The textbook is the Bible - students bring their own Bibles from home.
Why the Bible is the Best Textbook for a Bible Curriculum
Of the various Bible curricula offered for use in the public schools, only one uses the Bible as its primary textbook, the National Council on Bible Curriculum in Public Schools (NCBCPS). Why, you might ask, should this be? Isn’t it only logical that a class on the Bible should allow students to actually hold and read that great book for themselves? While I do not purport to speak for the other groups offering a Bible course, I would suggest a few possibilities as to why they do not use the Bible as the textbook. First, of course, is the uncertainty surrounding the legality of actually reading the Bible in public schools. After all, haven’t the courts banned schools from reading the Bible?
The answer to that question, thankfully, is no. The law prohibits only the mandatory reading of the Bible on a daily basis as a devotional exercise; it does not bar an elective course that permits students to read the Bible voluntarily as part of their normal school work. In fact, the Supreme Court actually encourages use of the Bible in a formal classroom setting.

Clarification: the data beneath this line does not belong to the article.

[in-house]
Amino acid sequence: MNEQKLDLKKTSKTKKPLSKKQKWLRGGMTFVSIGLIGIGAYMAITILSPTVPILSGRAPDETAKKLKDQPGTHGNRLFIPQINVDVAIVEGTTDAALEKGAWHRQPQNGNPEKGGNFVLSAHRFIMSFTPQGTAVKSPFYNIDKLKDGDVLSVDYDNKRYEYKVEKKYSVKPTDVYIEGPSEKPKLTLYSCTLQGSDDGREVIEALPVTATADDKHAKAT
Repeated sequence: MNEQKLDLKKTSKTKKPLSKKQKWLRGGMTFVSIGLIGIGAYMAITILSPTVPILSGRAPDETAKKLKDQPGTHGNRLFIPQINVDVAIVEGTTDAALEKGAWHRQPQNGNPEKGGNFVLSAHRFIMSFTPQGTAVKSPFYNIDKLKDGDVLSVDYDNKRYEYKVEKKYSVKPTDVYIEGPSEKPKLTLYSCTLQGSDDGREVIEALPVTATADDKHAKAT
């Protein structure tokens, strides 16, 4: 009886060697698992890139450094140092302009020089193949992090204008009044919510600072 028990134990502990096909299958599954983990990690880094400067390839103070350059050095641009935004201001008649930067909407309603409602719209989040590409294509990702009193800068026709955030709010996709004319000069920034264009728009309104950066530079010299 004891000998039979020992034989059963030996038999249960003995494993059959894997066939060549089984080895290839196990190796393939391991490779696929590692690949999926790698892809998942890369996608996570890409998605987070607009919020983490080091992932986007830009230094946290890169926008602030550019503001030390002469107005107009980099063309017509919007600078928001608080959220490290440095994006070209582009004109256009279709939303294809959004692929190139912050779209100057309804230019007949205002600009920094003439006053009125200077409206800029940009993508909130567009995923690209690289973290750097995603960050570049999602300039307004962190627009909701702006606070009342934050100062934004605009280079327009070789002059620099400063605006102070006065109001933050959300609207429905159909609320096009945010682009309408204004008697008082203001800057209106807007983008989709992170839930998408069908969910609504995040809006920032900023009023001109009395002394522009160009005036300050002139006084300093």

Download Unit 9
from the Teacher's guide. (pdf)
Download the Table of
Contents from the Teacher's Guide. (pdf)
Confusion over use of the Bible in public schools, then, is not a valid excuse for not allowing students to use the Bible as a textbook.
But aside from the constitutional issue, prudential concerns over offending someone by, for example, selecting a “Protestant” version of the Bible, or a “Catholic” version over others may lead some not to employ the Bible as the primary textbook. These concerns, I suggest, are overblown and illegitimate. Indeed, carried to their logical conclusion, they would preclude ever studying the Bible at all, which would defeat the purpose of the course altogether.
Not only is the use of the Bible as a primary textbook a good way to approach a class on the Bible, I would suggest it is the best way. Any Bible curriculum that does not allow students to read it for themselves and draw their own conclusions insults the intelligence of the students and short changes them from getting a well-rounded education. In the final analysis, refusal to allow students to use their own Bibles in a Bible class is the ultimate in arrogance and arbitrary censorship. Let the students read and study the Bible itself, not what some expert says about it; it is the right thing to do.
Steve Crampton serves on the Board of the National Council on Bible Curriculum in Public Schools, and as Chief Counsel of the American Family Association Center for Law & Policy (CLP), a public interest-type law firm. The CLP’s web site is www.afa.net/clp. Mr. Crampton’s daily radio show, We Hold These Truths, can be heard on almost 200 radio stations nationwide. He can be reached at